Possibly the only way to explain who you are is to remember who you were, and to take a mental journey into your very intimate past, to the place you left many years ago but you know you will always belong to – though you may never actually return, knowing as you do that the place and the people who made the place won’t be there.
This sentence came into existence in 2007, at a writing boot camp run by a historian who asked me to describe in one sentence how I saw the relationship between place, memory, and identity, a topic of my long-term research and a personal interest. Since then I have not only often returned to this sentence, but have made attempts to return to the actual place I left many years ago, which has proven to be a much more difficult task than re-reading my written thoughts. Read more.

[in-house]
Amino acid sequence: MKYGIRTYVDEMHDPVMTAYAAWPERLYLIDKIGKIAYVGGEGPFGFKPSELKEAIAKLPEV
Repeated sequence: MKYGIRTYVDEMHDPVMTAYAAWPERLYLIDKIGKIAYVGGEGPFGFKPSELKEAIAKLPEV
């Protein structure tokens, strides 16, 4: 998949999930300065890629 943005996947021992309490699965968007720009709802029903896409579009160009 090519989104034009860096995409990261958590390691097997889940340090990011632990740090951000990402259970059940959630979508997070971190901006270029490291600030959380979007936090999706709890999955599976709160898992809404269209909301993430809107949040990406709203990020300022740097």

Artists were unshackled by the enormous changes of 20 years ago, but that didn’t necessarily mean they thrived.
By Irena Jurjevic, Nino Chimakadze, Grigore Brinza, and Ksenia Korzun
17 August 2011
The relationship of politics to culture, but also the relationship of politicians to artists has been almost unchanged in this part of the world for an entire century. … Here, every regime requires that the artists serve them without complaining. Under communism in Yugoslavia we felt confined as artists and as humans. But the situation today is the same, and it’s even paradoxical. In today’s democracy, as an artist you’re undervalued and forgotten. Under communism the official [state] artists were rewarded and appreciated. People paid attention to their words and their work. Today, we’re allegedly free, but without any value or esteem. So you’ll never hear a party leader at any occasion mention some artist’s name, or say that art serves any purpose. And power is, as it was … in the past, in the hands of a small number of individuals who have infiltrated all institutions and get fat paychecks to make decisions that affect everyone. Read more.